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Title: Cellular basis of resistance to Marek's disease
Author: Chakraborty, Pankaj
ISNI:       0000 0004 6056 9709
Awarding Body: University of Edinburgh
Current Institution: University of Edinburgh
Date of Award: 2015
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Marek’s disease (MD) is a highly infectious economically important oncogenic viral disease of chickens. It is found throughout the world and is caused by an alphaherpesvirus, Marek’s disease virus (MDV). Though this disease can currently be successfully controlled by vaccination, the virus has continuously evolved to greater virulence over the last several decades. Hence, there is a need for alternative approaches to control MD. Selection and breeding of MD-resistant chickens presents an attractive option for prevention of this disease. MHC-congenic chicken inbred lines, 61 and 72, which are highly resistant and susceptible to MD, respectively, have been identified, but the cellular and genetic basis for these phenotypes is unknown. The overall aim of this study was to investigate the cellular basis of resistance to MD using an in vitro MDV infection model with the hypothesis that resistance is exerted by the innate immune cells. MDV is a highly cell-associated virus which makes in vitro studies difficult. In vivo, MDV infects APCs (antigen-presenting cells: macrophages and/or dendritic cells [DCs]), B cells and activated T cells. Though both B and T cells can be infected in vitro, co-culture infection models have not been described for APCs. Thus, the primary goal was to develop a model for infecting these cells with MDV in vitro and to characterise infected and uninfected cells. Developmental studies used APCs derived from outbred chickens. Chicken bone marrow cells were cultured with chCSF-1 (for macrophages) or chIL-4 and chCSF-2 (for DCs) for 4 days and then infected by the addition of chicken embryo fibroblasts (CEFs) infected with recombinant MDV expressing GFP. CEF preparations naturally contain a mixture of CEFs (92-98%) and macrophages (2-8%) and both appear to be infectable with MDV. Infected CEFs were therefore separated from infected macrophages by FACS before adding to the bone marrow-derived APCs. Infected and uninfected APCs were sorted by FACS using GFP expression and APC-specific mAb staining (KUL01 and anti-CD45). Characteristic virus-infected and uninfected APCs were revealed via examination with live cell confocal microscopy. The presence of herpesvirus specific immediate early (ICP4), early (pp38), late (gB) transcripts and MDV specific transcript, L-Meq, in infected APCs was confirmed by RT-PCR providing evidence for MDV replication. Hence, a new in vitro MDV infection model of APCs has been established. Using the infected macrophages to infect CEFs showed that the infection was productive. This model was then extended to infect APCs of lines 61 and 72. Flow cytometric analysis revealed that a higher percentage of macrophages were infected in the susceptible line (72) than in the resistant line (61). To analyse this in detail, RNA-Seq was carried out to identify differentially expressed (DE) genes between the two lines pre- and post-MDV infection. From these DE genes, potential candidate genes involved in MD resistance and susceptibility were identified. Functional analysis of DE genes support the hypothesis that resistance to MD is determined at the macrophage level of the resistant line (61) and the JAK-STAT signalling pathway is at least one anti-viral mechanism by which this signature is expressed.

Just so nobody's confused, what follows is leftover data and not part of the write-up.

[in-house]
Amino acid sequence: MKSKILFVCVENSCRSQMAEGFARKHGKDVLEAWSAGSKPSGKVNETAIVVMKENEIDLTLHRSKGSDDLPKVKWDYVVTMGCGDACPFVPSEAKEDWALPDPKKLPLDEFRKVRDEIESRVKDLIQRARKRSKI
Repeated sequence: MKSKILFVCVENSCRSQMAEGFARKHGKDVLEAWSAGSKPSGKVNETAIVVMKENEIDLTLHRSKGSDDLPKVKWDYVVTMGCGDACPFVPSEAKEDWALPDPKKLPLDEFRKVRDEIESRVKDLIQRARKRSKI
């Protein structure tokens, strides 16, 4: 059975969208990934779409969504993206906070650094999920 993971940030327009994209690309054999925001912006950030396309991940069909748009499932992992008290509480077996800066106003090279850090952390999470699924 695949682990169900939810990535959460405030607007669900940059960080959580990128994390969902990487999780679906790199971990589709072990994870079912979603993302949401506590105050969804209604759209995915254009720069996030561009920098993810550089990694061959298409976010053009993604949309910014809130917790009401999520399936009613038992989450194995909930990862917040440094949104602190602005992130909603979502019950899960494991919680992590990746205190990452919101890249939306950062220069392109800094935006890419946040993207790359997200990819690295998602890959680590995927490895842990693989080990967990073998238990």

Supervisor: Kaiser, Peter ; Dutia, Bernadette Sponsor: Not available
Qualification Name: Thesis (Ph.D.) Qualification Level: Doctoral
EThOS ID:  DOI: Not available
Keywords: Marek’s disease ; resistance ; macrophage ; in vitro